Bid to protect Muslim girls who marry
Islamic Council wants to stamp out violence
The Central Islamic Council of Thailand (CICT) is drafting a new rule aimed at better protecting Muslim girls below the age of 18 who are to wed, says a member of the Sheikhul Islam Office (SIO).
Abdullah Numsuk, executive director of the SIO's Wasatiyyah Institute for Peace and Development, said the rule stipulates that if Muslim women younger than 18 are to get married, they need approval from the CICT's panel responsible for handling women's rights.
The teen's interest must be taken into account and their marriage must have the consent of their parents, he said.
To better protect women and girls from violence, provincial Islamic committee offices must have at least one staff member who can receive complaints about violence they are subjected to, Mr Abdullah said.
The National Human Rights Commission (NHRC) would also be encouraged to compile controversial issues in connection with women and children and send them the SIO.
According to Mr Abdullah, there is a thin line between traditional and religious practices, and some Muslims falsely claim traditional practices as religious conduct as an excuse to abuse women and children.
For example, they hold the belief that women who are raped need to be forced into marriage with their attackers, he said. In fact, rape is an offence and the suspects must be brought to justice.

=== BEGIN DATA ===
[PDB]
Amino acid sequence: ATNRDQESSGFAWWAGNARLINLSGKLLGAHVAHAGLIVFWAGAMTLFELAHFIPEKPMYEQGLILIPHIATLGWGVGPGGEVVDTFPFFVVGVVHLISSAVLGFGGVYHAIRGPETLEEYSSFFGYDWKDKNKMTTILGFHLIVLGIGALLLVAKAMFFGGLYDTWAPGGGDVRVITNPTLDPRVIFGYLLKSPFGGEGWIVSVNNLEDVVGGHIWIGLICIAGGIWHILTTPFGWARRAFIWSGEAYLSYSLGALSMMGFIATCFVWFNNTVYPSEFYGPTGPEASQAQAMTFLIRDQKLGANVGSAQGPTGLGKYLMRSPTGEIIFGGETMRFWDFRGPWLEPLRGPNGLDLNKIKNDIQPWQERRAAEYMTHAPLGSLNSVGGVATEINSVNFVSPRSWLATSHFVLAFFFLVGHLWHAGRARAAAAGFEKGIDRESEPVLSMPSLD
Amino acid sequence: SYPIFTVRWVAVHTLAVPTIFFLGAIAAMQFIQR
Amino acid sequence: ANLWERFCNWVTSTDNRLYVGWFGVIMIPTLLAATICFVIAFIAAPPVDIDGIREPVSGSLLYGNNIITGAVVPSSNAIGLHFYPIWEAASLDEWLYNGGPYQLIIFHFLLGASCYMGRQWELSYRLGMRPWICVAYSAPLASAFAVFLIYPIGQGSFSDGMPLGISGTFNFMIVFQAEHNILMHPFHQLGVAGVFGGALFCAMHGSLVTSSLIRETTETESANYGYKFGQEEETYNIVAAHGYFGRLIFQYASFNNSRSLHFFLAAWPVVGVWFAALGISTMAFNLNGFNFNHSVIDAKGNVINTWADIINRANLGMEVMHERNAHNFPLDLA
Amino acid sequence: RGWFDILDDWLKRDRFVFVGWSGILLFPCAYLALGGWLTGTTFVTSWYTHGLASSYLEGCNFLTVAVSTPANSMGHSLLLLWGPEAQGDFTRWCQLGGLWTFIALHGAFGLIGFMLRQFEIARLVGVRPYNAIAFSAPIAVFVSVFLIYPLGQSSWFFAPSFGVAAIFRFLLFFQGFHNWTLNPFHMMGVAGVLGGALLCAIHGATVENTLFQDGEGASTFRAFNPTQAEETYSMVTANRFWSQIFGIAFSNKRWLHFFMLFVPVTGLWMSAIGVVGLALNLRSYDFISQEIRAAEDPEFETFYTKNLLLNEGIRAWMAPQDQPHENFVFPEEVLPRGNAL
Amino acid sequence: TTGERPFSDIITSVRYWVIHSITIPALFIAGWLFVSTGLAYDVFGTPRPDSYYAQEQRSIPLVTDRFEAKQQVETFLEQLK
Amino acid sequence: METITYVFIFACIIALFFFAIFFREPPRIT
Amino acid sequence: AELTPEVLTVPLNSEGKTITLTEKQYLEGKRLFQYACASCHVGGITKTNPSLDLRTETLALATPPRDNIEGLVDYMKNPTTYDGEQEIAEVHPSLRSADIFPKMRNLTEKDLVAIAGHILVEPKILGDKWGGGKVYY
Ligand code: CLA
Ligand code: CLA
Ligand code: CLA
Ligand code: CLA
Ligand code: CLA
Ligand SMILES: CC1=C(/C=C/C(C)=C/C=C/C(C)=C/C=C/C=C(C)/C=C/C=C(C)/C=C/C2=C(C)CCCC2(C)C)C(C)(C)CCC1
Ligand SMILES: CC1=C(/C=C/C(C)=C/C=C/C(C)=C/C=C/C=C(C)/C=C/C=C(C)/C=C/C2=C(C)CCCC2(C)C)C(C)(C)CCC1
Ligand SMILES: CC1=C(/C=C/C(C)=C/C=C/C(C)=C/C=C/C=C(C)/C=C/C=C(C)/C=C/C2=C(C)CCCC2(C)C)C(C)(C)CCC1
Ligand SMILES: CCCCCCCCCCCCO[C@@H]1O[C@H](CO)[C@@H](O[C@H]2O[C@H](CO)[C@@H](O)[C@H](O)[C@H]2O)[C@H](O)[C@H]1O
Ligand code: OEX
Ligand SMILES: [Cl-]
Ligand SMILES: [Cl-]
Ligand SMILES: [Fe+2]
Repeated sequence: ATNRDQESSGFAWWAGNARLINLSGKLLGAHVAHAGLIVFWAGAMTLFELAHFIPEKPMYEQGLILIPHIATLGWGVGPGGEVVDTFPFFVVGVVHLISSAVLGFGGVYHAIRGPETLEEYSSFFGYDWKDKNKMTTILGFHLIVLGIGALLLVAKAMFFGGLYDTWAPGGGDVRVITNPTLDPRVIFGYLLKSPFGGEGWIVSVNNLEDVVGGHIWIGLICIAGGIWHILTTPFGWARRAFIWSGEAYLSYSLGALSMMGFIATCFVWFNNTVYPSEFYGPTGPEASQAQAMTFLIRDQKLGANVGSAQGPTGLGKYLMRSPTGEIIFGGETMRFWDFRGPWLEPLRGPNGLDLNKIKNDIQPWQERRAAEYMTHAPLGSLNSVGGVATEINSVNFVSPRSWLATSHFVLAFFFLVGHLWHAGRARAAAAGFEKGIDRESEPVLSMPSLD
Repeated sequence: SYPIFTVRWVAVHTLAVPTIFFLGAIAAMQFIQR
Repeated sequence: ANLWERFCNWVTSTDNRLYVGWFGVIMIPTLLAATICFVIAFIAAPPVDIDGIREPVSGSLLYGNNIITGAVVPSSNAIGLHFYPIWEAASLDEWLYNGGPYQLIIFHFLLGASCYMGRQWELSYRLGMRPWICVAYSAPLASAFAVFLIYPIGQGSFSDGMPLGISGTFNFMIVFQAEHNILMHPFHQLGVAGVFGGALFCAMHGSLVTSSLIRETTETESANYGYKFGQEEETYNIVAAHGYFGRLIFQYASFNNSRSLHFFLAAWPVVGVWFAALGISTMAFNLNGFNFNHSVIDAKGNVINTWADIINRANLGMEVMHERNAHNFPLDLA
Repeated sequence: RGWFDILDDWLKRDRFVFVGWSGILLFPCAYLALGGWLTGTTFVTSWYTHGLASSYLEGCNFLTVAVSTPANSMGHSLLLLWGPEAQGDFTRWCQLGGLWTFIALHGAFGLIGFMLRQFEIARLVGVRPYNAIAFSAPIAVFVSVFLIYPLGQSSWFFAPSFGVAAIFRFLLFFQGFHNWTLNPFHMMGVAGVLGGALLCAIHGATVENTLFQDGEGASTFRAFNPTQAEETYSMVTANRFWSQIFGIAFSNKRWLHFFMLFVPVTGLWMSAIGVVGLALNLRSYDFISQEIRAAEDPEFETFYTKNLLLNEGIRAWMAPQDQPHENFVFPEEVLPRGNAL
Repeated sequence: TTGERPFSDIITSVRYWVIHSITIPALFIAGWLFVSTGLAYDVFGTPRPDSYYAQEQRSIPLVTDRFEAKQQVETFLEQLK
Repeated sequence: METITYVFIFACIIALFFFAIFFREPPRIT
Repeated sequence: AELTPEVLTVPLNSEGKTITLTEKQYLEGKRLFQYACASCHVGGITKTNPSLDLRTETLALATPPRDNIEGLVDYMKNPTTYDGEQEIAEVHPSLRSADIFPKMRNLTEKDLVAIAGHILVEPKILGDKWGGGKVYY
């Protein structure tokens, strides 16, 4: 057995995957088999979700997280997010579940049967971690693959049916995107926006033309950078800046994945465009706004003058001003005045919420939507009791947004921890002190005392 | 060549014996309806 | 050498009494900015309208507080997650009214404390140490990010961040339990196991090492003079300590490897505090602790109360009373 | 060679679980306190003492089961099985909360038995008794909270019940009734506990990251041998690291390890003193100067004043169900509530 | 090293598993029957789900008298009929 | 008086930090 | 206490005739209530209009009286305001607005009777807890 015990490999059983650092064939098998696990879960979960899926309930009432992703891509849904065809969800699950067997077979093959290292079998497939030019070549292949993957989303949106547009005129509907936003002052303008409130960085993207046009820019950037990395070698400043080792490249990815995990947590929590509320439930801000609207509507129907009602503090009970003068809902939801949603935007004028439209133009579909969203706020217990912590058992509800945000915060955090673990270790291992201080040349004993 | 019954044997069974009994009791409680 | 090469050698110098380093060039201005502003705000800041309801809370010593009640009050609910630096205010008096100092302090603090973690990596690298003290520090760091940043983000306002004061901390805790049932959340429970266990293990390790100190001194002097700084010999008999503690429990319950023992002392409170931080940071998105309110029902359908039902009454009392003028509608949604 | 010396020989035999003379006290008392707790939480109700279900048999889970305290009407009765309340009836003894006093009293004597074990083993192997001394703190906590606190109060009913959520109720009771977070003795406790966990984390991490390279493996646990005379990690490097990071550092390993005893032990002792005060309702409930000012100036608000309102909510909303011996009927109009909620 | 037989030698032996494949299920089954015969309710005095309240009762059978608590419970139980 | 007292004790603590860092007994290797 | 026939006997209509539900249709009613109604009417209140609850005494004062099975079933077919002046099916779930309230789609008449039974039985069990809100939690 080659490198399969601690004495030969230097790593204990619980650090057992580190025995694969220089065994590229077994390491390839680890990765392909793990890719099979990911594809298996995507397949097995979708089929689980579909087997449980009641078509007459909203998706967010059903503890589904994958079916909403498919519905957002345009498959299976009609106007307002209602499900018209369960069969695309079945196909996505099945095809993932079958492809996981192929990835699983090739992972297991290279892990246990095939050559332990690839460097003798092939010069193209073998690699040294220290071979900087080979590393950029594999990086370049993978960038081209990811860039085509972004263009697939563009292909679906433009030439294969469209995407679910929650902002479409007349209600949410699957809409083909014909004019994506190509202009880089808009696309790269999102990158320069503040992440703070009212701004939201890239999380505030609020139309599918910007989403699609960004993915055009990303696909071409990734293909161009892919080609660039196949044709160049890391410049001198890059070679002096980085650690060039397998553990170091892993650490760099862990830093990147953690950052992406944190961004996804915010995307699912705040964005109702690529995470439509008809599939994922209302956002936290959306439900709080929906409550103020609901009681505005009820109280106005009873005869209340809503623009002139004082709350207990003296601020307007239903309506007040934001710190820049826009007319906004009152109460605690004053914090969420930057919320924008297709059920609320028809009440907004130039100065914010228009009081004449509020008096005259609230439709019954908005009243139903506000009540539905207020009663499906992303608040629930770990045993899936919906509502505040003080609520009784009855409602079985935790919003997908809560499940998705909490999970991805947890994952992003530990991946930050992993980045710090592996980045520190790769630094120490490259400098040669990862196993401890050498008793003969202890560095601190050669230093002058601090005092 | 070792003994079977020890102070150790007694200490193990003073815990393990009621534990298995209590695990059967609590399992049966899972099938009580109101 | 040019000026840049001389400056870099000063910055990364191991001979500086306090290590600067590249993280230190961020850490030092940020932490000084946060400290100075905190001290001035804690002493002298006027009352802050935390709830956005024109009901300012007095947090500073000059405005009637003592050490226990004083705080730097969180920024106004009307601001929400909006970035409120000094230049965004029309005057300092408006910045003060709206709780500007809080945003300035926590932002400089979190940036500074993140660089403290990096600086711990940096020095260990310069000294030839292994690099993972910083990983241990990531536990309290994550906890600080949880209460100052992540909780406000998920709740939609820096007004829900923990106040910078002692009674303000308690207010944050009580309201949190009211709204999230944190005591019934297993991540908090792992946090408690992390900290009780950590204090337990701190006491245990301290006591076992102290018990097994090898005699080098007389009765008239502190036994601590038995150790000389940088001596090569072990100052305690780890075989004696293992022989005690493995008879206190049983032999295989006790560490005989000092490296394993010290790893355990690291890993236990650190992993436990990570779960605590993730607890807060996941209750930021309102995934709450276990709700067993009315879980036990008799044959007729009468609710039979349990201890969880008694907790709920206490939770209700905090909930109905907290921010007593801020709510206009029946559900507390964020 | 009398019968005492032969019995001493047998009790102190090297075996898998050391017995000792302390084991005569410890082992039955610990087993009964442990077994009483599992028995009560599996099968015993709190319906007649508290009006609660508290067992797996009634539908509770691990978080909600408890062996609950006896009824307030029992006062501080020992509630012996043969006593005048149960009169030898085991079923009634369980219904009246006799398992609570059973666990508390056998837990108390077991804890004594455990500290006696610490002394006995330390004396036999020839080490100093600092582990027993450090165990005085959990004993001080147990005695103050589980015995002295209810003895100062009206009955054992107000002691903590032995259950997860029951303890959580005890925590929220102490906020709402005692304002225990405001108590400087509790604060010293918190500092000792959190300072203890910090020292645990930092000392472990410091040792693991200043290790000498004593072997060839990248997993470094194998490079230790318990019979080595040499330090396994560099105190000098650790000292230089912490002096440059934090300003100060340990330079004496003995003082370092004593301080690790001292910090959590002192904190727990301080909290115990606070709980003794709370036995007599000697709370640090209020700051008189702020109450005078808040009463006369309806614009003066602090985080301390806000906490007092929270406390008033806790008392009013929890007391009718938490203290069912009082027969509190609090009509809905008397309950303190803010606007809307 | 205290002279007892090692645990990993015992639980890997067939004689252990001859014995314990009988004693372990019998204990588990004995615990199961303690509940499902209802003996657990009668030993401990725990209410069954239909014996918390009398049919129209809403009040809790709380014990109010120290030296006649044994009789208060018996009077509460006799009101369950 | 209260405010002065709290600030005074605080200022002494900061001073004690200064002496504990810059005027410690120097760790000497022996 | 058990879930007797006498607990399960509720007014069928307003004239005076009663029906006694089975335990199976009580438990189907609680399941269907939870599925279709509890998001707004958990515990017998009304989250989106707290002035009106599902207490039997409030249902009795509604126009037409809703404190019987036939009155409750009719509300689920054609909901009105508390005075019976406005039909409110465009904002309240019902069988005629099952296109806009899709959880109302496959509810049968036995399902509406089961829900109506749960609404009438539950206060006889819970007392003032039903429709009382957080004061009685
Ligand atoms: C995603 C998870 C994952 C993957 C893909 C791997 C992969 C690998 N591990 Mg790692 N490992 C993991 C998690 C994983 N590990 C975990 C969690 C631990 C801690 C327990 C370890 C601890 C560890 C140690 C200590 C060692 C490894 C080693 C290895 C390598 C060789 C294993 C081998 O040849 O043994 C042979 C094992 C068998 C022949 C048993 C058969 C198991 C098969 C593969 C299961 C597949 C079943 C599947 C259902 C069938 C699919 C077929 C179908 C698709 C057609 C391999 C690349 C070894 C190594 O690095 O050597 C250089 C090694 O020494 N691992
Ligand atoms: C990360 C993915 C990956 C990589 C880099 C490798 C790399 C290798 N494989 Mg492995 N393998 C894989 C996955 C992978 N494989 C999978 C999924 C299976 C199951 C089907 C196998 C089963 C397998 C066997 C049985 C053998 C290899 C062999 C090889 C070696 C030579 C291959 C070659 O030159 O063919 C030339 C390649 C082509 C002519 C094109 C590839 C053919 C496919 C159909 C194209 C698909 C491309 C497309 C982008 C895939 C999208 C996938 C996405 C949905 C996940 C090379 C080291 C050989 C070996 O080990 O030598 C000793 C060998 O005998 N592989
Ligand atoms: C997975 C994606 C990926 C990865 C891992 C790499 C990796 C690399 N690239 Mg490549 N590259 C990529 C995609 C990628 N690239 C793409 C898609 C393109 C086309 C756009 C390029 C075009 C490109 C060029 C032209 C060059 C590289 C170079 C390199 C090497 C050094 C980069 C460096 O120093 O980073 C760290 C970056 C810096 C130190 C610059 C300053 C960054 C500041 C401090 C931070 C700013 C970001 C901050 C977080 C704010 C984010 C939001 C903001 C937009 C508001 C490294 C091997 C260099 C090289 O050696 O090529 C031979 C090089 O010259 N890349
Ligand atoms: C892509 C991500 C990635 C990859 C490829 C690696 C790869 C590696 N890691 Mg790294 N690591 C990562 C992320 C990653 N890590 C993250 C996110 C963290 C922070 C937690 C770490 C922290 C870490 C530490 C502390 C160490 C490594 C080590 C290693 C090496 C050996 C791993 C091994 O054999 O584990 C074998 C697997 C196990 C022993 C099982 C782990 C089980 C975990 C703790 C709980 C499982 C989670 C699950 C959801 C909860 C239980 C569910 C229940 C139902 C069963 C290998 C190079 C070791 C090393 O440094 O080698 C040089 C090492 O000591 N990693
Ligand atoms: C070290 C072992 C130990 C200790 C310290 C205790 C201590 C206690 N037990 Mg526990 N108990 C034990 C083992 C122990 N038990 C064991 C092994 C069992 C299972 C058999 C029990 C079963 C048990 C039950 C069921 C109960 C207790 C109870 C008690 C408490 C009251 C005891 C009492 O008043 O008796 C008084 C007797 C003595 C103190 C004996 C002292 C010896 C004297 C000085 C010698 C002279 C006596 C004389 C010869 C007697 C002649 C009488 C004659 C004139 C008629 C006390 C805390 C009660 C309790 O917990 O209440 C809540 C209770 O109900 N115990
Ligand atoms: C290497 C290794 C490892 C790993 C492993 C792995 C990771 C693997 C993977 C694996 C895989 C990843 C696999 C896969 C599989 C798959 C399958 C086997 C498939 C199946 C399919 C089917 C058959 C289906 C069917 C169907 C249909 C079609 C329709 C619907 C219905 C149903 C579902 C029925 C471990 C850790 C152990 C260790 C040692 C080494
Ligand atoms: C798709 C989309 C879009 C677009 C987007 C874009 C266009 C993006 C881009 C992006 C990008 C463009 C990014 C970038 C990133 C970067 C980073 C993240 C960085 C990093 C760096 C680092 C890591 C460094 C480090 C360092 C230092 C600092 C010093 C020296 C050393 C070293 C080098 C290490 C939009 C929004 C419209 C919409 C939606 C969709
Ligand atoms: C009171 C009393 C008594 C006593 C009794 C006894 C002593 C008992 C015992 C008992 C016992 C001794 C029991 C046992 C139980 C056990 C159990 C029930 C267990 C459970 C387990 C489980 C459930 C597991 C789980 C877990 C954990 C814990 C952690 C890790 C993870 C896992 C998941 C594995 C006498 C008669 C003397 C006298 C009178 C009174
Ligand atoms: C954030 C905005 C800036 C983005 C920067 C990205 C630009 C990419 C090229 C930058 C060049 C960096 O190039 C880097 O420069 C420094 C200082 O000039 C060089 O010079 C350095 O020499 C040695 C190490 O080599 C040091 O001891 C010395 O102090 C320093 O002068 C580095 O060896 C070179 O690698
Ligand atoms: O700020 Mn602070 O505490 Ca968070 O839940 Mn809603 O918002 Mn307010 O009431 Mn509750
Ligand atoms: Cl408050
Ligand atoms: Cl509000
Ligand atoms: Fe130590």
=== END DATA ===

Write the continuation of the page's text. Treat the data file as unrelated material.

Some also hold the belief that women should not enter politics and those who become members of parties are committing a sin, Mr Abdullah said. Once again, this was wrong.
Campaigns in the Muslim society must be ramped up to boost understanding against domestic violence, adding Islamic principles stipulate that the good people are the ones who treat their family members well.
He was speaking at a recent seminar on access to justice by Muslim women in the southern border provinces at the NHRC.
The new rule being ushered in follows a public outcry over the controversial marriage in June of an 11-year-old Thai girl to a 41-year-old Malaysian man.
The marriage was not recognised under Buddhist-majority Thailand's civil law but it took place under the auspices of an Islamic council in Narathiwat and her parents gave their consent.
National Human Rights Commissioner Angkhana Neelapaijit, who is a Muslim, said Muslim women are being abused in various forms in their families and communities.
They have no access to protection and come under intimidation, she said, adding some of the children were forced to wed and efforts are being made to take advantage of the kids.
The Interior Ministry should come up with new measures, including the prohibition of community rules deemed to infringe on the rights of children and women.
Amporn Marddent, liberal arts lecturer of Walailak University, urged state authorities to effectively enforce the laws against those who abuse women and children.
She said state officials and police often try to seek a compromise between conflicting parties by counting on local religious leaders.
They also tend to turn a blind eye to domestic violence, which subsequently causes violence against women to get worse, she said.
"Muslim women face discrimination in the system, which has an impact on equality," Ms Amporn said.
Deputy chairman of the Chiang Mai Islamic Committee, Suchart Setmalinee, stressed Islamic principles were sometimes found to have been misinterpreted to excuse abuse of women. "In fact, various actions are not compliant with religious principles at all," he said.
He said state and public sectors can help address the problem by empowering women to take key roles in local Islamic committees and supporting them to form assemblies to enhance their bargaining power.